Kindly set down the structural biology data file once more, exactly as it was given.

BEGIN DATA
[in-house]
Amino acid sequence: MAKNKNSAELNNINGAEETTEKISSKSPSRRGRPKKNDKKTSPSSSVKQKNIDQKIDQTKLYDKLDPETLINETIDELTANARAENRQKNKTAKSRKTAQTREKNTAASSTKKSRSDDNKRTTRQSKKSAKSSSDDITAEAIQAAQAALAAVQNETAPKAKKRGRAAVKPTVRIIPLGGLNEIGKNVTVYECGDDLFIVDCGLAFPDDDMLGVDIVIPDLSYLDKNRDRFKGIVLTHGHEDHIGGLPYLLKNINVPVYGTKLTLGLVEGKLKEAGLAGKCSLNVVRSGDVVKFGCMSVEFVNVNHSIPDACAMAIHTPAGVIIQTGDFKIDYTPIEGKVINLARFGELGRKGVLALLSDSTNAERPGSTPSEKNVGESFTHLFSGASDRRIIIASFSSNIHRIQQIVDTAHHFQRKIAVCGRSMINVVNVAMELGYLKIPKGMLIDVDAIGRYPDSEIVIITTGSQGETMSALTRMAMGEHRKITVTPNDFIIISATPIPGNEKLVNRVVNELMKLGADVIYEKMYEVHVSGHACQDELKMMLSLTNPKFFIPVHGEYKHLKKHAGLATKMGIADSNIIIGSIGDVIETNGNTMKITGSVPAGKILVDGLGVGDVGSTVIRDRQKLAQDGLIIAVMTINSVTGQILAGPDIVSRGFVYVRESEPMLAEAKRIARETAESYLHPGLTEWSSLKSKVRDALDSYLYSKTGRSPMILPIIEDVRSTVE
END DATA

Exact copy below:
[in-house]
Amino acid sequence: MAKNKNSAELNNINGAEETTEKISSKSPSRRGRPKKNDKKTSPSSSVKQKNIDQKIDQTKLYDKLDPETLINETIDELTANARAENRQKNKTAKSRKTAQTREKNTAASSTKKSRSDDNKRTTRQSKKSAKSSSDDITAEAIQAAQAALAAVQNETAPKAKKRGRAAVKPTVRIIPLGGLNEIGKNVTVYECGDDLFIVDCGLAFPDDDMLGVDIVIPDLSYLDKNRDRFKGIVLTHGHEDHIGGLPYLLKNINVPVYGTKLTLGLVEGKLKEAGLAGKCSLNVVRSGDVVKFGCMSVEFVNVNHSIPDACAMAIHTPAGVIIQTGDFKIDYTPIEGKVINLARFGELGRKGVLALLSDSTNAERPGSTPSEKNVGESFTHLFSGASDRRIIIASFSSNIHRIQQIVDTAHHFQRKIAVCGRSMINVVNVAMELGYLKIPKGMLIDVDAIGRYPDSEIVIITTGSQGETMSALTRMAMGEHRKITVTPNDFIIISATPIPGNEKLVNRVVNELMKLGADVIYEKMYEVHVSGHACQDELKMMLSLTNPKFFIPVHGEYKHLKKHAGLATKMGIADSNIIIGSIGDVIETNGNTMKITGSVPAGKILVDGLGVGDVGSTVIRDRQKLAQDGLIIAVMTINSVTGQILAGPDIVSRGFVYVRESEPMLAEAKRIARETAESYLHPGLTEWSSLKSKVRDALDSYLYSKTGRSPMILPIIEDVRSTVE